Closed-loop water systems in textile industrial districts

orchestrated removal of emerging pollutants from textile wastewater

Emerging contaminants have been a focus of attention by the scientific community for many years and, more recently, by supervisory bodies, both at the European and national levels. It is a very broad category of chemical substances – present in the environment in concentrations of the order of ng/l – µg/l – persistent and biologically active. 

Limiting the use of these substances at sources in order to reduce their presence in the environment is a reasonable route, a practice that in some cases European and international textile companies are already voluntarily operating. 

However, for some products, this is difficult to implement and therefore both prevention and control strategies should be pursued in parallel. Furthermore, some of these substances are particularly persistent and have been used over the decades by several industrial sectors, thus they appear to be ubiquitous in various environmental media, even if present in low concentrations. For these reasons it is important to study methods and tools for removing diffused micro-pollutants from the environment and in particular from water: a fundamental role in the control of environmental pollution by micro-pollutants is assumed by wastewater treatment plants, but not until now designed for removing such complex substances, so different from each other and at such low concentrations.

In the CASCADE project, two categories of emerging (micro) pollutants of great interest in the textile sector have been selected: poly- and per-fluorinated compounds (PFAS) and Microplastics.

PFAS are among the most persistent emerging micropollutants and among the substances most studied by researchers in recent years, due to their impact on the environment and on human health, so much so that they are subject to great attention by regulatory bodies.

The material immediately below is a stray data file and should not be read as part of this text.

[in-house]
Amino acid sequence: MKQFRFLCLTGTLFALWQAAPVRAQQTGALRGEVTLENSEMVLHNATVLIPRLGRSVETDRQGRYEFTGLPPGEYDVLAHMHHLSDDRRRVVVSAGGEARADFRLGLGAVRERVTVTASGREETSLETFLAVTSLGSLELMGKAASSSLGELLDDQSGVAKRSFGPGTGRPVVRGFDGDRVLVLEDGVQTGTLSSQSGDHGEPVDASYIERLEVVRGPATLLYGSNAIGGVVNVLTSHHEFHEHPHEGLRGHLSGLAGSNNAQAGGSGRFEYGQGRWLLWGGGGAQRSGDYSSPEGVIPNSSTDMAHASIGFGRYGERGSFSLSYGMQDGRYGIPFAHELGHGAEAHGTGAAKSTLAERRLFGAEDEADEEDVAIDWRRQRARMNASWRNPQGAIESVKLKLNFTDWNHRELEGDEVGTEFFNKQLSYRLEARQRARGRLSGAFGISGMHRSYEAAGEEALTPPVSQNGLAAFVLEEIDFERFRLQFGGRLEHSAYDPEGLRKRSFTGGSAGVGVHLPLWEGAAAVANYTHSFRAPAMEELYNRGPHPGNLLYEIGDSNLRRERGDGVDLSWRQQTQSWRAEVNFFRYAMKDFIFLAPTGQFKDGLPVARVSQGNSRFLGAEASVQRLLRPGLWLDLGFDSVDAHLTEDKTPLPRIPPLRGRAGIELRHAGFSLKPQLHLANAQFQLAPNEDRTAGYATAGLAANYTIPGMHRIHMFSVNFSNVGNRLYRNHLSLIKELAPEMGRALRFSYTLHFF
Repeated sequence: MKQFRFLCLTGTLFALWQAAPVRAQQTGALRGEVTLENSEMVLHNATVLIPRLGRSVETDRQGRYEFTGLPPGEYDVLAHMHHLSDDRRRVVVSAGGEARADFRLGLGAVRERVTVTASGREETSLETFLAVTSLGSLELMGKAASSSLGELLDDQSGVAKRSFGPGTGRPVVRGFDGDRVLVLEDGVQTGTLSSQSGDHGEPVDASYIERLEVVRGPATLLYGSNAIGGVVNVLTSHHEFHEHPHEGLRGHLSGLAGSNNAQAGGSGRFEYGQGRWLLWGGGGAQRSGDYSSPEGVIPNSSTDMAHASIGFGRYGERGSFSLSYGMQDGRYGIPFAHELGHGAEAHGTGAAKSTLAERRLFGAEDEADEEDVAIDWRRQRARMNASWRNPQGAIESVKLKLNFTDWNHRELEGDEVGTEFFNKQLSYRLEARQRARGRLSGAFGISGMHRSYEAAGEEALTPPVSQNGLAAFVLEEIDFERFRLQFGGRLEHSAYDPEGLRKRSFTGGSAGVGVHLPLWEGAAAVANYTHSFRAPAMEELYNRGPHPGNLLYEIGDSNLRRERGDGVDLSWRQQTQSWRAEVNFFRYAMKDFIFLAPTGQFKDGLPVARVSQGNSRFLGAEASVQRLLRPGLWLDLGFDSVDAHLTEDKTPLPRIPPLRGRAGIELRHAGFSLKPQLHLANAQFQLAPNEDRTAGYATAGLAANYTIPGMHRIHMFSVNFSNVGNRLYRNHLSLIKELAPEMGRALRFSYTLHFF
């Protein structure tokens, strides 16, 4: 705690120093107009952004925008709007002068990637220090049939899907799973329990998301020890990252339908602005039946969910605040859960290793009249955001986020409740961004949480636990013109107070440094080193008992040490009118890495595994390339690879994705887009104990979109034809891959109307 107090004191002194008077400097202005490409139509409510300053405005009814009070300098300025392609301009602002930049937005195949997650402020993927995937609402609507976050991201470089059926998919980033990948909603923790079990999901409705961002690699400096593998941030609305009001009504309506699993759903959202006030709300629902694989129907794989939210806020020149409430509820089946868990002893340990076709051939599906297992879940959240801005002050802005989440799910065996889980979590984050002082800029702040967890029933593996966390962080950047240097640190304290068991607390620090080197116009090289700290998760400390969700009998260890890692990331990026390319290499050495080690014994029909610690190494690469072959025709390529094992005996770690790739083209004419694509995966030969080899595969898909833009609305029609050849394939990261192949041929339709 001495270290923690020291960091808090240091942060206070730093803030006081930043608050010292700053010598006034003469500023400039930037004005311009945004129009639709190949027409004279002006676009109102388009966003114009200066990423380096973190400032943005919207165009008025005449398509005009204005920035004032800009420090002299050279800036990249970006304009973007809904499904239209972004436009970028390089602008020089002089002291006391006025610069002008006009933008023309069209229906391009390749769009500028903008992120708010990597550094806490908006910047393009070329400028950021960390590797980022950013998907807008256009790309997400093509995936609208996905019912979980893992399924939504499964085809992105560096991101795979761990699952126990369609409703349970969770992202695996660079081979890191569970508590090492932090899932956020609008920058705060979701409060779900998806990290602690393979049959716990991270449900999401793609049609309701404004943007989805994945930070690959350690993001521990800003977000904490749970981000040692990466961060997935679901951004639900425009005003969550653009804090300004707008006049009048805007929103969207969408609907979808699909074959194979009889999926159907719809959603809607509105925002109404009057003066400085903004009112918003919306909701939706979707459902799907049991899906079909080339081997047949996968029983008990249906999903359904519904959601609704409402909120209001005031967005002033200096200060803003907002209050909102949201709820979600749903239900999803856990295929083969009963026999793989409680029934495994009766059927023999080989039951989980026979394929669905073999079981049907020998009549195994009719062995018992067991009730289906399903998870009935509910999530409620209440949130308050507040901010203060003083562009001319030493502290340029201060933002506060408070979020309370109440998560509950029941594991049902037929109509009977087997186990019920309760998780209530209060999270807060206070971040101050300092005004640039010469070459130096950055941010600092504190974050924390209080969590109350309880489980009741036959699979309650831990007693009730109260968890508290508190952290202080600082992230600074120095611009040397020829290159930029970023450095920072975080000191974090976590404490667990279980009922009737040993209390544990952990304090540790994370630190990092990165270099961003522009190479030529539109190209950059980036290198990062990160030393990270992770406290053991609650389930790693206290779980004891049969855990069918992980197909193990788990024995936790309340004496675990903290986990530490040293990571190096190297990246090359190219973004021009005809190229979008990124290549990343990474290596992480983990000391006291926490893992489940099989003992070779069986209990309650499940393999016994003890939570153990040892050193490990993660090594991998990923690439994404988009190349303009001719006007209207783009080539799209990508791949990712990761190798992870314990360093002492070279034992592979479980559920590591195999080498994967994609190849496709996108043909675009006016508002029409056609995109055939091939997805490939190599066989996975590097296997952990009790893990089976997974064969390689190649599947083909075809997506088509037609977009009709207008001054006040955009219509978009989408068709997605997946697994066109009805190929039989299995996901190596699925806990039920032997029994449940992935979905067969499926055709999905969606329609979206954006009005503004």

Microplastics in water are the second addressed problem, whose origin is partly connected to the production cycle and deterioration during the use of textile products containing synthetic fibers. 


The CASCADE  project is aimed at evaluating at a laboratory scale and testing at a demonstrative scale a series of treatment technologies to remove PFAS and Microplastics from wastewater both at the level of textile companies and at the level of centralised wastewater treatment plants.

The goal of the project will be the identification of the best and most feasible combination to be implemented in a textile district.The implementation of the treatments will make it possible to reduce the discharge into the environment of these micropollutants both with the treated wastewater and with the sewage sludge and will allow reuse of the treated wastewater avoiding the reintroduction of pollutants into the production system.

The project also foresees to deepen the ecotoxicological assessment and to develop the feasibility of feeding the industrial aqueduct with treated wastewater.

Start date: 1st October 2023

Duration: 48 months


PFAS: perfluorinated alkylated substances.  They are the most persistent emerging micropollutants. The widespread use of PFAS  together with their high persistence have led to the ubiquitous occurrence of this group of chemicals in the environment. PFAS have been used for a wide range of functional applications within textiles, upholstery, leather apparel, and carpets: fluorochemicals are the most commonly used repellents in the textile industry.

Microplastics: solid particles with dimensions ranging from 1 to 1000 𝜇m (micrometre), with "large microplastics" reaching sizes of up to 5 millimetres. Microplastics have been found in various environments, including freshwater, marine ecosystems, drinking water, and wastewater. Plastic materials in urban and industrial wastewater comprise pipe fragments, personal hygiene products, materials from tire wear, and textile fibres released during washing and industrial processes.

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